Czas Stomatol 1986 Aug;39(8):510-4

[Effect of oral water sprays on the content of fluorides in saliva and dental plaque of workers at the Poznan phosphate fertilizer plant]

[Article in Polish]

Chmielnik M, Wasik A, Rydzewska AN, Kaniewski A.

PMID: 3477392 [PubMed - indexed for MEDLINE]


J Am Dent Assoc 1985 Apr;110(4):513-5

The availability of fluoride chemical supplies.

Reeves TG.

The availability of adequate supplies of fluoride chemicals is a critical factor in consistently maintaining the optimal fluoride concentration in water supply systems. The most recent shortage of fluoride chemicals occurred in 1982. The factors precipitating and contributing to periodic fluoride chemical shortages are discussed and recommendations for preventing future shortages are outlined.

PMID: 2987329 [PubMed - indexed for MEDLINE]


Z Ernahrungswiss 1985 Mar;24(1):54-66

Fluoride content of selected human food, pet food and related materials.

Siebert G, Trautner K.

A survey was made of the fluoride content of selected human foods, some animal feeds, and related materials, with the purpose of a better characterization of products whose fluoride may contribute to the intake of fluoride by man as well as by some kinds of animals. Uptake of fluoride, especially from food with or without a foregoing food chain, was found to be more widely spread than has been documented previously. The major source of fluoride is represented by marine organisms, regardless of the ways by which man or animals are exposed to fluoride. As a consequence of the detailed analytical data given, recommendations would extend towards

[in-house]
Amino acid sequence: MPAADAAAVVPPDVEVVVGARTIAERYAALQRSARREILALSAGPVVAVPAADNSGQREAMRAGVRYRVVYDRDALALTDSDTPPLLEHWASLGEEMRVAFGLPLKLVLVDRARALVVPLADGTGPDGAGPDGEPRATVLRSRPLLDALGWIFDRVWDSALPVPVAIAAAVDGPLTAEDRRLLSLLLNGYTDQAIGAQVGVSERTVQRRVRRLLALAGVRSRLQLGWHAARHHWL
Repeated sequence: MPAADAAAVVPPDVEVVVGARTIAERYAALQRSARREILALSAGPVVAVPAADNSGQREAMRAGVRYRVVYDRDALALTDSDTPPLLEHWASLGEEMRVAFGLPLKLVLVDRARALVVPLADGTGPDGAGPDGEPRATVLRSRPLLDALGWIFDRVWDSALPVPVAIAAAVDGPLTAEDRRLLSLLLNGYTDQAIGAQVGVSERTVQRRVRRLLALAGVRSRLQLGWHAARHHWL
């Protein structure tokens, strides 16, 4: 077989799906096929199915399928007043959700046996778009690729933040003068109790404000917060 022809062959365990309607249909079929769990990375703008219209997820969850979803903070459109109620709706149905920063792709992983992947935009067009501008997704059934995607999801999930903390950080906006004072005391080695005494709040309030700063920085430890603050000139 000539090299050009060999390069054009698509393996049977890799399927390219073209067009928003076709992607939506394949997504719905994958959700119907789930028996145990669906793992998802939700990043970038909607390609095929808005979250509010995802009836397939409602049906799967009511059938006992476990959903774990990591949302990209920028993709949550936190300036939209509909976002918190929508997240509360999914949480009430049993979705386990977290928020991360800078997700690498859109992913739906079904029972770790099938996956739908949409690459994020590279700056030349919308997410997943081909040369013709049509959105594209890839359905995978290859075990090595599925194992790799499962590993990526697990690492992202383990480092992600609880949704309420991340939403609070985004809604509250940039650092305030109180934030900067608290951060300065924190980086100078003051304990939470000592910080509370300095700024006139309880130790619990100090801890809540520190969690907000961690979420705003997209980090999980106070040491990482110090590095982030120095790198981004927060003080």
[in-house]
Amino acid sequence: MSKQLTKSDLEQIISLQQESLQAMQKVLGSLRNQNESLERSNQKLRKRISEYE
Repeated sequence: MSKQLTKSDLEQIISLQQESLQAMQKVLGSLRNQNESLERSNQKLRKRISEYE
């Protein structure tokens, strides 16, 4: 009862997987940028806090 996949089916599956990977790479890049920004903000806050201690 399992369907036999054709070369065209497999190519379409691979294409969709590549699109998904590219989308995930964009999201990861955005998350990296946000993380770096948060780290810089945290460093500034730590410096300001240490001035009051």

i) a more wide-spread analytical control of foods and feeds for fluoride,
ii) an intensified assessment of fluoride bioavailabilities from foods and feeds, and
iii) the consideration of such data in the evaluation of fluoride supplementations for optimized intakes, as recommended.


From Toxline at Toxnet

Science of the Total Environment, Vol. 38, pages 63-68, 23 references, 1984

The Effects Of Fluoride On Animals And Plants In The South Safi Zon

Kessabi M, Assimi B, Braun JP

The hazards of fluoride (16984488) exposure were studied in southern Morocco. The areas selected were zones of phosphate mining and factories that process phosphoric-acid (7664382) fertilizers (SIC-2874). Three farms were randomly selected from each of 15 villages. Samples from water tanks, grass, straw, barley, and corn forage were collected; samples from unpolluted areas served as controls. Fluoride content of the samples was measured by a digital pH meter fitted with an ion selective electrode. Clinical examination was performed on 10 percent of the exposed animals to test for clinical, bone, and dental abnormalities. Concentrations of fluoride measured in the northeast region were 430 to 4300 parts per million (ppm) in grass, 60 to 155ppm in straw, 19 to 22ppm in barley, 350 to 650ppm in corn forage, and 1.9ppm in water. Concentrations of fluoride in these samples were much lower in the east and southeast areas. Severe dental fluorosis occurred in several animals particularly in cattle and sheep; camels showed a much higher degree of lesion severity to fluoride pollution. Corn in the fluoride polluted area accumulated 2 to 6 times more the concentrations of fluoride than wheat or barley when compared with respective control values. The authors conclude that industrial fluoride pollution exists in southern Morocco.


Probl Khig 1984;9:73-8